Step away from the Cadbury’s Creme Egg!
Some of this stuff may seem trivial, but when it comes to genuine abuse of power, Derbyshire Police take the Jaffa Cake.
Most people by now will be familiar with the Chief Constable’s demented decision to fly drones over the Peak District to intimidate and shame perfectly innocent dog walkers and ramblers.
His force followed up this insanity by tipping dye into a ‘Blue Lagoon’ at Buxton to discourage people from taking selfies. Wouldn’t you have just loved to have been at the committee meeting which came up with that madness?
‘Right, so we’ve sent up the drones, established roadblocks everywhere, seized all the Easter Eggs, and we’re going to Taser anyone out jogging or taking part in non-essential activity, which pretty much covers anything we say it is. Any other business?’
‘Why don’t we tip indelible black dye into the Blue Lagoon at Buxton, chief? Then if they fall in while they’re taking a selfie, we’ll have no trouble tracing them and nicking them.’
Home Secretary Priti Flamingo should read him the riot act — publicly. Better still, remove him from office pour encourager les autres. Priti Patel is pictured above
Anyone else vandalising a beauty spot by deliberately polluting the water would be charged with criminal damage, as a basis for negotiation.
The Chief Constable of Derbyshire — aka The Creature From The Blue Lagoon — has either taken leave of his senses or is using the virus crisis to establish a police state. He’s behaving like a gauleiter, not a public servant.
Home Secretary Priti Flamingo should read him the riot act — publicly. Better still, remove him from office pour encourager les autres. And there are plenty of other police forces behaving in a similarly outrageous fashion, everywhere from Devon and Cornwall to Yorkshire.
The most sinister development has been the establishment of dedicated police hotlines, in Humberside, West Midlands, Greater Manchester and Avon and Somerset, urging people to grass up their neighbours . . .
‘Thank you for calling the Coronavirus Narkline. For English, press 1. For Polish, press 2. For all other languages, including Scribble, press 3.
All our operators are self-isolating at home. Your call is important to us. To be scared to death, press the red button on your TV remote.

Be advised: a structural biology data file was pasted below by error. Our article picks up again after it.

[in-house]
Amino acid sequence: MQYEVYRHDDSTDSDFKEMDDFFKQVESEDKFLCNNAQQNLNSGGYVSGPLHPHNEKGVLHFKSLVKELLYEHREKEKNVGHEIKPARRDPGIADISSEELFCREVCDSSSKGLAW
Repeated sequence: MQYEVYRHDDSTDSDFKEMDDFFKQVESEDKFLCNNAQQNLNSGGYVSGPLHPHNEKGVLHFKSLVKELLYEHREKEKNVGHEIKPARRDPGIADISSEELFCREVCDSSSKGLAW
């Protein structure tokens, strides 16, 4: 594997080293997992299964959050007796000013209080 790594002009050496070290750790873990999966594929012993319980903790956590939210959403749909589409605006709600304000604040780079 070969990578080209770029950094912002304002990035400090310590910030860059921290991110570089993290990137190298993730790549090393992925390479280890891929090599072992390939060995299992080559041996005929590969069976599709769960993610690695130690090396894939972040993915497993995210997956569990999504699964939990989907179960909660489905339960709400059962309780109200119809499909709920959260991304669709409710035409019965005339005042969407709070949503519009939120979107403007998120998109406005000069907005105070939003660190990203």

If your neighbour has been walking the dog more than once a day, press 1. To report the reckless sale of non-essential chocolate products, press 2. If you want to shop that shameless hussy at No 27 for sneaking out without a face mask to meet her fancy man, press 3 . . .’
This year’s judges are going to have their work cut out picking the winners — and we’re still only a few days into the lockdown.
Mind How You Go!
The PM is writing to every home in the country warning that things can only get worse. Why?
What was I saying about joined-up thinking?
The PM is writing to every home in the country warning that things can only get worse.
It’s not as if the text hasn’t featured prominently in every newspaper and on every TV news programme.
So what’s the point of sending a letter to 30 million households at a time we’re being told that the virus can be transmitted on any flat surface, envelopes included?
Let’s just hope that Boris hasn’t signed them all personally.
A copper in Bideford, Devon, has taken to dressing up as a police dog called Bravo and walking the streets, barking at people to stay in their homes. Either that or they’ve run out of proper surgical masks and a giant Alsatian’s head is the next best thing.
I’ve heard of Juliet Bravo, but this is ridiculous.
Incidentally, I wonder if social distancing applies to the dogging community.
In my recent Dad’s Army spoof, I joked about wartime rationing coming back unless panic-buying stopped.
As usual, I should have known better.
Some supermarkets are already restricting what customers can buy and there are noises coming out of Whitehall that formal rationing may be inevitable.
The good news is that impressionist and voiceover artist Christopher Gee liked the Dad’s Army sketch so much he’s turned it into a podcast.
You can hear it at Mailplus.co.uk and on Christopher’s website: christopher-gee.com/voice-overs-1
In my recent Dad’s Army spoof, I joked about wartime rationing coming back unless panic-buying stopped. As usual, I should have known better